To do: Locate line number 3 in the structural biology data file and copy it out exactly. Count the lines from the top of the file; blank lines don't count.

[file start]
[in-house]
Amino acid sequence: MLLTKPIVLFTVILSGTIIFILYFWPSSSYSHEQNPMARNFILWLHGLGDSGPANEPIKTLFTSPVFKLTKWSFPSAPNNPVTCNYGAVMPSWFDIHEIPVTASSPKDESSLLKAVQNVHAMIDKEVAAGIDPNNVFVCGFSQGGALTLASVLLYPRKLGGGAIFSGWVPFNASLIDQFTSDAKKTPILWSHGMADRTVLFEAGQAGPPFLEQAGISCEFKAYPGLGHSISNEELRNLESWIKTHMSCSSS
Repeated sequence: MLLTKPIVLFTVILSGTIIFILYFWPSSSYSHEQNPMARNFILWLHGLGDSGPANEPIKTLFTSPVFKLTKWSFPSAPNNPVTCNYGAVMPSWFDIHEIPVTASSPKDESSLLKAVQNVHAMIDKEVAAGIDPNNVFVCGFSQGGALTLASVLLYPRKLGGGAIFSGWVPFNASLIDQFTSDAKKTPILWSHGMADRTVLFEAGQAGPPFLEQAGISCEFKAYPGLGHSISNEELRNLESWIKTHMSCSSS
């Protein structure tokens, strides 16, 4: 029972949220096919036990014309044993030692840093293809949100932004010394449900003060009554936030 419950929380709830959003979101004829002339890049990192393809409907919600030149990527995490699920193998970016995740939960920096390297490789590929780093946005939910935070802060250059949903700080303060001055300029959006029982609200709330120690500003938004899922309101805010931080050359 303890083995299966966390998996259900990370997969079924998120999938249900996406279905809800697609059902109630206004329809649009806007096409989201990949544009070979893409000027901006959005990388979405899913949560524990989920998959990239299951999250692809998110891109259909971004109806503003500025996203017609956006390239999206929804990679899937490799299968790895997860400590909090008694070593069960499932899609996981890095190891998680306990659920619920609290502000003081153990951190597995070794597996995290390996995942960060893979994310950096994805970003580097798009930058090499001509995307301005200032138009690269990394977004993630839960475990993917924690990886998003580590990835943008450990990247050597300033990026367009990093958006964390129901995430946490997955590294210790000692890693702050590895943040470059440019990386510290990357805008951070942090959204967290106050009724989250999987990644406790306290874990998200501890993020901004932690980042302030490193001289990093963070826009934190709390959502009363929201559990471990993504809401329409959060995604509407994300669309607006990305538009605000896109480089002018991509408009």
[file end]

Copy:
Repeated sequence: MLLTKPIVLFTVILSGTIIFILYFWPSSSYSHEQNPMARNFILWLHGLGDSGPANEPIKTLFTSPVFKLTKWSFPSAPNNPVTCNYGAVMPSWFDIHEIPVTASSPKDESSLLKAVQNVHAMIDKEVAAGIDPNNVFVCGFSQGGALTLASVLLYPRKLGGGAIFSGWVPFNASLIDQFTSDAKKTPILWSHGMADRTVLFEAGQAGPPFLEQAGISCEFKAYPGLGHSISNEELRNLESWIKTHMSCSSS